Rene Barrientos: The Filipino boxing ‘Champ’ who would not go down

by Vince Juico

How many 78-year-olds do you know who are still alert and have full use of their faculties?

How many 78-year-olds out there are still teaching, coaching, and mentoring kids and young men to be future world champions someday?

I met one last Saturday and his name is Rene Barrientos. Around Cagayan de Oro City, he is known as “Champ.”

“Champ” was one of my guests on my program, Sports For All, together with Cagayan de Oro City Mayor Oscar “Oca” Moreno, former professional boxing promoter Carlo Almirante, one of Cagayan de Oro’s finest sports journalists, Mike Banos and, Rappler and Mindanao Gold Star Daily sportswriter, Lynde Salgados. We discussed Cagayan de Oro as a rising power in Philippine boxing, but that’s for another conversation.

Sports For All PH podcast (Sept. 11) with Mayor Oscar Moreno and Rene "Champ" Barrientos
Sports For All PH podcast (Sept. 11) with Mayor Oscar Moreno and Rene “Champ” Barrientos

There were a lot of things I didn’t know about this man before last Saturday’s episode. He’s never been knocked down. His back has never hit the canvas. He fought the late great Gabriel “Flash” Elorde and lost a tough decision. Barrientos also beat Carl Penalosa, if the last name sounds familiar, it is because he’s the father of the fighting Penalosa brothers, Gerry and Dodie Boy.

I think “Champ” has never been knocked down because he avoided being trapped in the corners and on the ropes. He must’ve kept the fight in the middle of the ring. I’m guessing Champ has great footwork and lateral and head movement which made it difficult for him to hit. In boxing, the objective is to try to make your opponent miss then unleash some offense of your own.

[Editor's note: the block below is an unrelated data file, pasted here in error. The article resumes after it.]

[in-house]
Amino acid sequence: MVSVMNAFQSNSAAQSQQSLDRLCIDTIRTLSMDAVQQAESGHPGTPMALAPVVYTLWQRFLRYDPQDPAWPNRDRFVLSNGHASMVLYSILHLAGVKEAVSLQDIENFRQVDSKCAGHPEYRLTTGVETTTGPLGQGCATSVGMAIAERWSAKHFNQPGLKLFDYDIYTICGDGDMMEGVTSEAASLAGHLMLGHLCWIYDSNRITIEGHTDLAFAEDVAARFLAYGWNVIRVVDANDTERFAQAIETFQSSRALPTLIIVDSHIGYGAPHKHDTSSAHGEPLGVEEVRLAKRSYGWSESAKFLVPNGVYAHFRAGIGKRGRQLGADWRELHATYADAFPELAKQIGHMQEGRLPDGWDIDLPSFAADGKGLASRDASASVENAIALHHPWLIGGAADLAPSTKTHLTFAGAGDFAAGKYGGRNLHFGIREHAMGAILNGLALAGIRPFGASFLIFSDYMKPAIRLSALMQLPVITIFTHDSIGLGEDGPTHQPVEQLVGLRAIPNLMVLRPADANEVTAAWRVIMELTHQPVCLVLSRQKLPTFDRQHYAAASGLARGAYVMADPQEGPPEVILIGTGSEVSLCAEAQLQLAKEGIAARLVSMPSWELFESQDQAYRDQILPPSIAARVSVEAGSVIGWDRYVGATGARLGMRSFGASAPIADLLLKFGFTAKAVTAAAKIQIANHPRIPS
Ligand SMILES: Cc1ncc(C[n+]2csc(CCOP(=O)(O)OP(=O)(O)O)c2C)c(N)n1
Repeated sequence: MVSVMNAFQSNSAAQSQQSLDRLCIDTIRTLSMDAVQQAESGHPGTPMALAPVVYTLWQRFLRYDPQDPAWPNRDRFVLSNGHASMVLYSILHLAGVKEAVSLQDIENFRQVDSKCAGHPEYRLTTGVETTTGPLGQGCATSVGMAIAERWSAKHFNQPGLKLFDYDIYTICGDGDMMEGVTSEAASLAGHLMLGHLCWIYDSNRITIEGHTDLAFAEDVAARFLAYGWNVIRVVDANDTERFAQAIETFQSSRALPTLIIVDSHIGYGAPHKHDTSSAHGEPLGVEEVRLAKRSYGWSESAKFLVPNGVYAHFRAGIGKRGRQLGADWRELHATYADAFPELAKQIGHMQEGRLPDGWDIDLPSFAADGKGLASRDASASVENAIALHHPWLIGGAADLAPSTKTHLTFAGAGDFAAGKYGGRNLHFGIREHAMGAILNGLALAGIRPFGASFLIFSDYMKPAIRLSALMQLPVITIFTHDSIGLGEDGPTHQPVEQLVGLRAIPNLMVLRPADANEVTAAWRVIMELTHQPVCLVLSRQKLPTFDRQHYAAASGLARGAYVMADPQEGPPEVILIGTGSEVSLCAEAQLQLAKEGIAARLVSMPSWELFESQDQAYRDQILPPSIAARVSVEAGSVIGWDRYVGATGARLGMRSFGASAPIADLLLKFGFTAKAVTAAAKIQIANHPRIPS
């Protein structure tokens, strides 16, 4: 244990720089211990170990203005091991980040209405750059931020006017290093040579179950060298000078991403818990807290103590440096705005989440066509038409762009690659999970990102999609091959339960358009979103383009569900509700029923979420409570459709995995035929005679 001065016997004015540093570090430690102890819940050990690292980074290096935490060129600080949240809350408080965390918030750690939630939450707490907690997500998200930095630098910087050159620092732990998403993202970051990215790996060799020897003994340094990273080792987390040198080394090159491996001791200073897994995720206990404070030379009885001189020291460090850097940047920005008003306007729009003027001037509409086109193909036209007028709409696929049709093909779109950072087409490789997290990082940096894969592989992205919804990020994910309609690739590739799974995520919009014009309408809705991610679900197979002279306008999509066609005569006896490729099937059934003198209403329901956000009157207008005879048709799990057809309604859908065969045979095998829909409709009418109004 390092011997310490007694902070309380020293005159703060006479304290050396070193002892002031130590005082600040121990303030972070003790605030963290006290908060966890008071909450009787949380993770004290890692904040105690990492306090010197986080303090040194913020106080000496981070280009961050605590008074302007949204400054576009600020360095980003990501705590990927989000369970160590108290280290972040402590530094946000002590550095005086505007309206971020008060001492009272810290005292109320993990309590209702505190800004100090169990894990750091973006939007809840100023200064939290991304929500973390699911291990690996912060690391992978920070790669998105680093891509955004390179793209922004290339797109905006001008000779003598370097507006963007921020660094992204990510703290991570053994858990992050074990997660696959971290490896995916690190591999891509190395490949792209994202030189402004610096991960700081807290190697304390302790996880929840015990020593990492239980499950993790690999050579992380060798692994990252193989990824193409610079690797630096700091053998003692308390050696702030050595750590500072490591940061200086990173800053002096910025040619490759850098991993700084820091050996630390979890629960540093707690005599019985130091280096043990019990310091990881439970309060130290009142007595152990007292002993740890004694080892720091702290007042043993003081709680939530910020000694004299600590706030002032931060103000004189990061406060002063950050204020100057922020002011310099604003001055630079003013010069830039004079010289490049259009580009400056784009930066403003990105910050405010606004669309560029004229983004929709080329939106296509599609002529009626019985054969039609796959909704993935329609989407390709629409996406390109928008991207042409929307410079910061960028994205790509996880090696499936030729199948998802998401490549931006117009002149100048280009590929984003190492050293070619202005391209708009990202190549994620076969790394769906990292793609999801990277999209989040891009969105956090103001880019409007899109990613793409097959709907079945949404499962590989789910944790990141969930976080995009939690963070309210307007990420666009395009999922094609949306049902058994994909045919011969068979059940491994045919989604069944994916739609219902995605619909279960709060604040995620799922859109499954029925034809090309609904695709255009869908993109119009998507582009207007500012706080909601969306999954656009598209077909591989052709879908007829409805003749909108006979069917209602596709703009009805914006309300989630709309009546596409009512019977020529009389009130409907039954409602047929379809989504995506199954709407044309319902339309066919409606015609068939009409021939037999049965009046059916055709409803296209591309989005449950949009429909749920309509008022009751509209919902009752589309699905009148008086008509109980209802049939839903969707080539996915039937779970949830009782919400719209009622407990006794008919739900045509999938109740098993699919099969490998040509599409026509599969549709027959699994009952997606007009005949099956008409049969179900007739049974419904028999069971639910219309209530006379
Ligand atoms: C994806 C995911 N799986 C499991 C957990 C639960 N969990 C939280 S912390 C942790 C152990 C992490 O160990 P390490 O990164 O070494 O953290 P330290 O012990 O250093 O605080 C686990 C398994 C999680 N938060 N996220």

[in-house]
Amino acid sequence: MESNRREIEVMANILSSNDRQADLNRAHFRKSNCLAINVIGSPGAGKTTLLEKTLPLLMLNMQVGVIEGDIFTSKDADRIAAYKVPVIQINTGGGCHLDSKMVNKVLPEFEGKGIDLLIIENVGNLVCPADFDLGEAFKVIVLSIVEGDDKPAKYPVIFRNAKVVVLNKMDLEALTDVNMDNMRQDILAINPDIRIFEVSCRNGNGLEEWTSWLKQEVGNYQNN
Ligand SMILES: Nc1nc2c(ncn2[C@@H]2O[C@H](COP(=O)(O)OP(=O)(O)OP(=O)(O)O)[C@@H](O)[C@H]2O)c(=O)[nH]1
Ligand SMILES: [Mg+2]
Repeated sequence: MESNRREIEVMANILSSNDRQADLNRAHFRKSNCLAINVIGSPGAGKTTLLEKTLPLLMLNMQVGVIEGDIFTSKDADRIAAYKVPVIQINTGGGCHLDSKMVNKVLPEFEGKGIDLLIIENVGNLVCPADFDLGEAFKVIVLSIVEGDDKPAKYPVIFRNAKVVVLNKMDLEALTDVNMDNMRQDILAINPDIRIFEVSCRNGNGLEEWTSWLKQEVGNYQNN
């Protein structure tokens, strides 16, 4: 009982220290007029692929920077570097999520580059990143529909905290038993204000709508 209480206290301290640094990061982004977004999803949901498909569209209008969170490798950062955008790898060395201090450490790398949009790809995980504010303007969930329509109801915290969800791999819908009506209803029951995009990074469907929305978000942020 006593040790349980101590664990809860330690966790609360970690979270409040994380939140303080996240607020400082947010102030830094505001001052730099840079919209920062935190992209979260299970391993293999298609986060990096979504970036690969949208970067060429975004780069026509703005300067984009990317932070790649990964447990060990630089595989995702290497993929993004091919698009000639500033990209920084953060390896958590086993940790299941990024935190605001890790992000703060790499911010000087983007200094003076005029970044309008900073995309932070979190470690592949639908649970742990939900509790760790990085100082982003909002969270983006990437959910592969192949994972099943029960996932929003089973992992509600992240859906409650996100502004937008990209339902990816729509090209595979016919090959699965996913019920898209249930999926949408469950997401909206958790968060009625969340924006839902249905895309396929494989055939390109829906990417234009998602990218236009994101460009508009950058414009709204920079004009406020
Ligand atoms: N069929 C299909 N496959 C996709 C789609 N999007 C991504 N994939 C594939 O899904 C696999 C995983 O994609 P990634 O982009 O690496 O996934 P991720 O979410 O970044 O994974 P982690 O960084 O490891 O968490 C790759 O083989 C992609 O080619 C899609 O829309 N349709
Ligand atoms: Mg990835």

According to Lynde Salgados, “For one, the former WBC super featherweight champion had never been floored or tasted the rugged canvas in his entire boxing career (1962-1978) marked with 39 wins, including 14 stoppages, seven defeats with one knockout loss, and two draws.”

Barrientos usually ended his fights without a single mark on his face, but once again, Lynde Salgado writes, “In those days where a championship bout is fought for a lung-busting 15 rounds, losing to hometown brewing is common when fighting abroad ― which to explain his some losses ― and automatically a knockout when the fight ground to a halt after one of the fighters accidentally suffered a cut in the eye or from any serious injury.”

According to, “It seemed like this southpaw was destined to be a runner-up his entire career, but the WBC’s habit of stripping champions gave him an opening. Barrientos gained fans in losing a decision to the legendary Flash Elorde early in his career, and he handed streaking countryman Love Allotey a loss later that same year. He fought successfully for the next two years, moving up the ratings and traveling to Japan, Panama and Venezuela. In his first title bout, he was unlucky to draw with Hiroshi Kobayashi in Japan, and was rewarded with a second title shot when Kohayashi was stripped. He took advantage of that by defeating Californian Ruben Navarro, but lost the title in his first defense to Yoshiaki Numata.”

In the Ruben Navarro fight, Rene, for some reason, vomited an hour before the contest, which helped because he beat Navarro and finally was runner-up no more as he became the new WBC Super Featherweight World Champion.

Like I said earlier, these days, the former boxing world champion oversees the training of amateur boxers in Cagayan de Oro City in the hopes of making more Rene Barrientos’.

Vincent Juico
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